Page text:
There were two rooms that attracted tourists like fire attracts moths. The first was the Sheesh Mahal or the Mirror Palace, a room that is symbolic of Rajput grandeur and opulence. Covered from ceiling to floor and wall to wall with exquisite mirror work, the room is bathed in the light of a single chandelier that lends a golden aura to the place. I could not help but remember the famous song from Mughal-e-Azam, Pyaar kiya toh darna kya and Madhubala’s beautiful face reflected in the mirrors of a similar Sheesh Mahal.
The other room was the Moti Mahal or Pearl Palace, the durbar hall of the kings, where they conducted the proceedings of the court. Named after the pearly effect caused due to the lime plaster used, this hall had an interesting play of light and color happening, due to the light streaming in through the colored glass windows. The gold filigree on the ceiling, interspersed with mirrors, also took our breath away.
I was awed by the latticework we saw. In the windows, in the screens of balconies, in the zenanas of the queens and the mahals of the kings, the intricate sandstone jali work was spectacular. When you think that the latticework, in some places as detailed and fine as lace, was made by hand, without AutoCAD or any other modelling or designing software, and you come to appreciate the skill of the craftsmen, and rue the industrialization that has caused the vanishing of such skills.
Around the majestic Mehrangarh fort’s feet, Jodhpur unfolds into a jumble of blue-hued houses, medieval buildings and winding streets. The graceful palaces, forts and temples strewn throughout the city bring alive its famed historic grandeur.
Since we did not have much time on hand to scout the markets we stopped at National Handloom Emporium and purchased some good quality block print material and dhurries/quilts (with pashmina filling) followed by a quick bite at Janta Sweet Home (very popular joint in Jodhpur).
The imposing century-old clock tower is an old city landmark surrounded by the vibrant sounds, sights and smells of the Sardar Market. Narrow winding lanes and crowded alleys sell everything from vegetables, spices and sweets to silver and handicrafts.
We tried to book all the hotels in the heart of all the action of a city center except for Jodhpur since we had read some really good reviews on the WelcomHotel – a ten acre retreat on the edge of the Thar desert.
A tikha, welcome drink followed by a super quick check-in and we were in the lap of luxury. Our luggage arrived through a separate entrance freeing the lobby from the usual check-in clutter. The stark architecture draws inspiration from the desert oasis, with sandstone clad structures deliberately veering away from the ornate haveli aesthetic. Our spacious room on the second floor was beautifully laid with every conceivable comfort. The bathroom, equally spacious, sports a deliciously large soaking tub and a separate roomy shower. I loved the artifacts, myriad of colors, the jhoola and the lush greenery!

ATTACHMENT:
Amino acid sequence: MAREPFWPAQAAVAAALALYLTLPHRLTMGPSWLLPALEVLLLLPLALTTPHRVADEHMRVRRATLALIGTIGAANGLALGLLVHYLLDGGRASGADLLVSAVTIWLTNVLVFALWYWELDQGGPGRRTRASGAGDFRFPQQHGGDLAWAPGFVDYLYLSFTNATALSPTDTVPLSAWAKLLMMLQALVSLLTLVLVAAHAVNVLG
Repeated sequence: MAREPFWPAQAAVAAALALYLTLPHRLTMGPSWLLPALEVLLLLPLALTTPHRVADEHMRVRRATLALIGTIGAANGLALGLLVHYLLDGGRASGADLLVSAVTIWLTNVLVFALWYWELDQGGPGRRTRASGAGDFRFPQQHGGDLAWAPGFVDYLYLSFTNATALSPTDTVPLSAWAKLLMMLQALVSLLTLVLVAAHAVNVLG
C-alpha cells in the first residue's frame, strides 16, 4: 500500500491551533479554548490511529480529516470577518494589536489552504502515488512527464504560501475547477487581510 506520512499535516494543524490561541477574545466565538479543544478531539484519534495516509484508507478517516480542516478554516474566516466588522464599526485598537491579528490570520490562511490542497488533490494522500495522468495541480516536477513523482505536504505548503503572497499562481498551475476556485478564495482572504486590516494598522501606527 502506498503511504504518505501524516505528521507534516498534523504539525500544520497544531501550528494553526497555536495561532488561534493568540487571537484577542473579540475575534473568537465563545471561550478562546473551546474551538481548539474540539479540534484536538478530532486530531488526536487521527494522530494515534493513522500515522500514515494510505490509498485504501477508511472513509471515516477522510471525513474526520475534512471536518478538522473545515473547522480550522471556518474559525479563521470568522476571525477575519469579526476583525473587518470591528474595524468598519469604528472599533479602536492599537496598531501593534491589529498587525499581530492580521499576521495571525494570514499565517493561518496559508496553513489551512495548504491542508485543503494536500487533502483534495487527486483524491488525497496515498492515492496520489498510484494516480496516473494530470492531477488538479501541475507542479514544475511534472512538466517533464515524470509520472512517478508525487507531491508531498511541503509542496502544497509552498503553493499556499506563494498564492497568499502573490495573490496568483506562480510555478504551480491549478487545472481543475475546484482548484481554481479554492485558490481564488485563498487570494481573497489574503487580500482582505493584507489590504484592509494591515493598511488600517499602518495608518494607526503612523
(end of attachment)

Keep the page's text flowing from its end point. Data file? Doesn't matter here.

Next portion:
In conclusion, an amazing stay, even though we regret not having sufficient time to fully experience all that the resort had to offer. Then again, there’s always next time 🙂
DAY 4: JAIPUR via Ajmer
Next day, as dawn rose we hurtled along in our pleasingly regal convoy. En route we stopped to visit Umaid Bhawan Palace.
The Umaid Bhawan Palace is among the best kept palaces in India. Part of the palace is now run by the Taj Group of Hotels. It is said that as the region was going through drought and famine the then ruler commissioned this project to provide employment to people. The construction of this palace started in 1929 and completed in 1943. The red sandstone building is designed by the renowned architect Henry Lanchester. Henry Lanchester was at that time an understudy of Edwin Lutyens who designed New Delhi. An interesting feature is that the chiseled sandstone of the palace have been put together in a system of interlocking without using any mortar.
The palace renovation, which is an expensive preposition, is taken care of and also it ensures a steady income to the current Maharaja of Jodhpur. However, only a very small portion of this beautiful 347 room palace remains open for the tourist to look and admire.
The main museum inside the main building houses antique weapons, clocks, watches and crockery etc.